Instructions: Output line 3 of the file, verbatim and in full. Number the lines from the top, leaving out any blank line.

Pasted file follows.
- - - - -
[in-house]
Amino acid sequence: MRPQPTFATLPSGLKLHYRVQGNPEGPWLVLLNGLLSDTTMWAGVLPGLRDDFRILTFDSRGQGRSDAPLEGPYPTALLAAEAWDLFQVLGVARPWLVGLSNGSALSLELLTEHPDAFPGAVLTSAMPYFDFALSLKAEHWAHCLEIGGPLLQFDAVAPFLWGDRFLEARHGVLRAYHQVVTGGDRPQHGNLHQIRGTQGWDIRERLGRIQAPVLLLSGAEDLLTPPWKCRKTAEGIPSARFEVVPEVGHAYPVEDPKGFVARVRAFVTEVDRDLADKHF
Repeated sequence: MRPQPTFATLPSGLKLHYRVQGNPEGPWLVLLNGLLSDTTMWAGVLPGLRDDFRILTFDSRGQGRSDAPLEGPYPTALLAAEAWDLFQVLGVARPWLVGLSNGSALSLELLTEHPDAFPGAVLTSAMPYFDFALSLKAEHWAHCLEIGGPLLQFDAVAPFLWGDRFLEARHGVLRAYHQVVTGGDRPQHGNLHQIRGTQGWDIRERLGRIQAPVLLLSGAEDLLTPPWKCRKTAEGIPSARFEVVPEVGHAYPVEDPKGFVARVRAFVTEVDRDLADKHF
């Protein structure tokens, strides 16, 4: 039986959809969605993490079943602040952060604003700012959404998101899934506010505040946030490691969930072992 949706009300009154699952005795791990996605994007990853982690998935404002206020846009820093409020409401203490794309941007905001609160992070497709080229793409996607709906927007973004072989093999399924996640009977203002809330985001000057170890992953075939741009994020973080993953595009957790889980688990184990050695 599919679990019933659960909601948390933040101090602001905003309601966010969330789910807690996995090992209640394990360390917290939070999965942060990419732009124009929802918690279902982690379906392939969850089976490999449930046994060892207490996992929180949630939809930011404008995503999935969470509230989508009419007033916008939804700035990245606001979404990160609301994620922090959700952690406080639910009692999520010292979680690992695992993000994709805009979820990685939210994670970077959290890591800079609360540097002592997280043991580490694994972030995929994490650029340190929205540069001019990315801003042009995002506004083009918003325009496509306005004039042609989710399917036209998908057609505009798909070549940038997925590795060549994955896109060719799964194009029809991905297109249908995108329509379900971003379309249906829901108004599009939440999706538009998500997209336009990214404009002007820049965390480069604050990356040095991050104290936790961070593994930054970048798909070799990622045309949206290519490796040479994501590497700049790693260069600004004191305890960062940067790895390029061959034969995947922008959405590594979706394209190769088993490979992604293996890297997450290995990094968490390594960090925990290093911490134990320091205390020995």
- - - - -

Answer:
Repeated sequence: MRPQPTFATLPSGLKLHYRVQGNPEGPWLVLLNGLLSDTTMWAGVLPGLRDDFRILTFDSRGQGRSDAPLEGPYPTALLAAEAWDLFQVLGVARPWLVGLSNGSALSLELLTEHPDAFPGAVLTSAMPYFDFALSLKAEHWAHCLEIGGPLLQFDAVAPFLWGDRFLEARHGVLRAYHQVVTGGDRPQHGNLHQIRGTQGWDIRERLGRIQAPVLLLSGAEDLLTPPWKCRKTAEGIPSARFEVVPEVGHAYPVEDPKGFVARVRAFVTEVDRDLADKHF